I must be a self-hating knitter because it seems wrong that the finest prose I have read in a long time was crafted by Stephanie Pearl-McPhee for this book. The essays are both erudite crytoscopophilia, anyone?) and humble (the cool table). While I get the feeling that her house is much cleaner than she claims, I certainly sympathize with dilemma in her life between cleaning and knitting. I am glad I read her essay on gauge, right after I had a sock/gauge disaster.

While someone needs to know ab
I really really like the Yarn Harlot. I think her writing makes for blog perfection. Small doses of humor, insight, wisdom, knitting, and general warm fuzzies delivered a few times a week via my blog reader is a very good thing. It makes my life just a little bit better.

That is the Yarn Harlot at her best. And is why I think her books don't quite measure up. It's just too much at a sitting. Not quite as funny. The jokes get a bit worn and overplayed. It's a bite too much of the dessert that you
Carol M
perfect book at the perfect time. I am a new knitter, mostly making squares. It is kind of reassuring.
I promised myself that I would read more non-fiction this year, but am always drawn to the amazing synopsis I read on the fiction books. This book however, caught my attention so I thought I would give it a try. I found it laugh-out-loud funny, which is unusual for me. Perhaps because I could relate to the topic, but definitely because of the way Pearl-McPhee writes. I felt that I was with her in her tiny little Toronto home sharing stories while we knit. (Yes, I did knit while reading the book! ...more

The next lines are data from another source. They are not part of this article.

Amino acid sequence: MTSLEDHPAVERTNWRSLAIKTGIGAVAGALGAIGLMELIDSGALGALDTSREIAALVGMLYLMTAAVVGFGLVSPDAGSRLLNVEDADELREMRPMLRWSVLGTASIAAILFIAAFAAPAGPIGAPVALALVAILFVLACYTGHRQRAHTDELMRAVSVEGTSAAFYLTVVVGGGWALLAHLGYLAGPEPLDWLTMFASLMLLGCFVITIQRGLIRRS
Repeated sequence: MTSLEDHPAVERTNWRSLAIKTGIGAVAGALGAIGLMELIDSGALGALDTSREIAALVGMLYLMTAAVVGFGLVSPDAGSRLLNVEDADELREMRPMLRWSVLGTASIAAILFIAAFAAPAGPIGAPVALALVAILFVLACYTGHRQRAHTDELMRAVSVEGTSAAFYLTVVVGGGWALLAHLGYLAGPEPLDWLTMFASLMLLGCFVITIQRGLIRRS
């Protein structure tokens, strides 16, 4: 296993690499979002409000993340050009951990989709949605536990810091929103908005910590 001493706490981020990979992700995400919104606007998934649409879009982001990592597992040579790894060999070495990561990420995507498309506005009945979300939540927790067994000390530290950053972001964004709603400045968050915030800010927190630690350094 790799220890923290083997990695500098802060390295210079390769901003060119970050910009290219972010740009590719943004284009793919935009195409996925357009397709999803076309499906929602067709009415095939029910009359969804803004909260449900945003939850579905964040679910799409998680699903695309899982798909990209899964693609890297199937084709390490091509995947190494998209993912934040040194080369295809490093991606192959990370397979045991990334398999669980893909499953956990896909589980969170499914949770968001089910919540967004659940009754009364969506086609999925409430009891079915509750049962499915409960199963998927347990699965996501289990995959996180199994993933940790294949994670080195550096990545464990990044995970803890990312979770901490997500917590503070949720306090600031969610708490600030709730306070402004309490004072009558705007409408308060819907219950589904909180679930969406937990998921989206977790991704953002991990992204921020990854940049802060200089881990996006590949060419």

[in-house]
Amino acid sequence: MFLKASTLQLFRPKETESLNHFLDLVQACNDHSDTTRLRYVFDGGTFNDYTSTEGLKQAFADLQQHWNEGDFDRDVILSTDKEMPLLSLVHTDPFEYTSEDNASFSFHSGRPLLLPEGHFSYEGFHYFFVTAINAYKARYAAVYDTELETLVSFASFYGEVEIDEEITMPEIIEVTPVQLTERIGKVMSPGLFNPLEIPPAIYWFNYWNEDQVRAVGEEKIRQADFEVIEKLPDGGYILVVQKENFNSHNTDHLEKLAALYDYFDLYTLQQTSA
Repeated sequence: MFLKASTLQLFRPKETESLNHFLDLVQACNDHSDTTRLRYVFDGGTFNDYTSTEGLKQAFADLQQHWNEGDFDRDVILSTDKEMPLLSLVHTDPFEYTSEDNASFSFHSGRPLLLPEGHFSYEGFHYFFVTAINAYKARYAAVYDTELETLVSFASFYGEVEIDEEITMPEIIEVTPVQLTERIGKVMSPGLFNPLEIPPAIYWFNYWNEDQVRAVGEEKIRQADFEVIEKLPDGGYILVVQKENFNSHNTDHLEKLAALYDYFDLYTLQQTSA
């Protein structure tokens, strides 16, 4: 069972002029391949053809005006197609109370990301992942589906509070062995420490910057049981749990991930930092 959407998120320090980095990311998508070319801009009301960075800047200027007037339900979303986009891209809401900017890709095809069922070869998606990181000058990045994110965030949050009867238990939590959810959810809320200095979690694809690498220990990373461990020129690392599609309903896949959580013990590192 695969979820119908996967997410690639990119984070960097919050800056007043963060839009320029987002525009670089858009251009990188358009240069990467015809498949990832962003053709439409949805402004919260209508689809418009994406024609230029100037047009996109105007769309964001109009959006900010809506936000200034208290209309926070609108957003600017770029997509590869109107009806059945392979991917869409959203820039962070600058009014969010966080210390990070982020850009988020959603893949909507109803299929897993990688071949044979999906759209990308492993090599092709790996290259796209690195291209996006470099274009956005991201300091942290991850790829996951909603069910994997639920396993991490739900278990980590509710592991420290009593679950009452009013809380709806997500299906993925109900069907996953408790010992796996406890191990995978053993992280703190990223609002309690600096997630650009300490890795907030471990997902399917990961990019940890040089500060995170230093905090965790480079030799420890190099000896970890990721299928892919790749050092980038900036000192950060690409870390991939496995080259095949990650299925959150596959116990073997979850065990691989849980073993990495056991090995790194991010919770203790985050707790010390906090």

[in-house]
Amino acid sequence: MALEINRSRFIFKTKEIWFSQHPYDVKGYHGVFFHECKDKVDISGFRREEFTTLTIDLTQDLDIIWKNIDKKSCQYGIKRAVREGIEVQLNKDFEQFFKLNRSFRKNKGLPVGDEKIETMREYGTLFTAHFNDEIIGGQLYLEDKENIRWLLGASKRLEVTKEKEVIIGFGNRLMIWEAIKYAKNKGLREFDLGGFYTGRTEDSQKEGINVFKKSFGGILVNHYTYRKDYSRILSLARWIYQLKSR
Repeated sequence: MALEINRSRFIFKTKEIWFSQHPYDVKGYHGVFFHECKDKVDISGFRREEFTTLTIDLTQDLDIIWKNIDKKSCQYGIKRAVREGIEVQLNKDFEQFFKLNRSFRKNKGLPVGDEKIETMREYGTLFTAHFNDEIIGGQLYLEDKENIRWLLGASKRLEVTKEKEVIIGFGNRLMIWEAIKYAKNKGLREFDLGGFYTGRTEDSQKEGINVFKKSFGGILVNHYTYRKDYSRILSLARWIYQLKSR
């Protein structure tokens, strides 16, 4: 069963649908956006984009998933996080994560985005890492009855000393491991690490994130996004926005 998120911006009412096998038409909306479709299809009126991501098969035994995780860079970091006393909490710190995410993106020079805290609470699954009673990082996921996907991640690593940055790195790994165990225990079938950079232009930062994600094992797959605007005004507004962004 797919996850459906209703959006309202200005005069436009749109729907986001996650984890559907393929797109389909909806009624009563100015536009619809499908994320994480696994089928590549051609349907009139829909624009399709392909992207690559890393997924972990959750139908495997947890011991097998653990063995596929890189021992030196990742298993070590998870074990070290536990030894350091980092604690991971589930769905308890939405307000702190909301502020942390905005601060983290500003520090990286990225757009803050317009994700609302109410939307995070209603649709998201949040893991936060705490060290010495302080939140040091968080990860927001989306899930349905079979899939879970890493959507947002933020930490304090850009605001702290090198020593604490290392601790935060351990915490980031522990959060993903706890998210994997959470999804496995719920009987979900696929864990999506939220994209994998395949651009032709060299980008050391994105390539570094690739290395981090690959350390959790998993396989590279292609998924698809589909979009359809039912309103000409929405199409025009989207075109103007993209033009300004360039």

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Ravelry Knitters: All Wound Up - August Group Read 29 70 Sep 24, 2012 01:20PM  
  • A Life in Stitches: Knitting My Way through Love, Loss, and Laughter
  • The Knitter's Life List: To Do, To Know, To Explore, To Make
  • The Knitter's Book of Yarn: The Ultimate Guide to Choosing, Using, and Enjoying Yarn
  • Elizabeth Zimmermann's Knitter's Almanac
  • Sock Innovation: Knitting Techniques & Patterns for One-Of-A-Kind Socks
  • Mason-Dixon Knitting Outside the Lines: Patterns, Stories, Pictures, True Confessions, Tricky Bits, Whole New Worlds, and Familiar Ones, Too
  • Brave New Knits: 26 Projects and Personalities from the Knitting Blogosphere
  • It Itches: A Stash of Knitting Cartoons
  • Socks from the Toe Up: Essential Techniques and Patterns from Wendy Knits
  • Favorite Socks: 25 Timeless Designs from Interweave
  • Stitch 'n Bitch Superstar Knitting: Go Beyond the Basics
  • A Treasury of Knitting Patterns
  • A Knitter's Home Companion: A Heartwarming Collection of Stories, Patterns, and Recipes
  • Knitted Lace of Estonia
Stephanie Pearl-McPhee (better known as the Yarn Harlot) is a prolific knitter, writer and blogger known for her humorous but always insightful anecdotes and stories about knitting triumphs and tragedies.
More about Stephanie Pearl-McPhee...
Yarn Harlot: The Secret Life of a Knitter Knitting Rules!: The Yarn Harlot Unravels the Mysteries of Swatching, Stashing, Ribbing & Rolling to Free Your Inner Knitter At Knit's End: Meditations for Women Who Knit Too Much Free-Range Knitter: The Yarn Harlot Writes Again Things I Learned From Knitting (whether I wanted to or not)

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“100 years ago, buying something you could make was considered wasteful; now making something you could buy is considered wasteful. I am not convinced this is a step in the right direction.” 68 likes
“As usual, the sock yarns have no idea what is going on.” 8 likes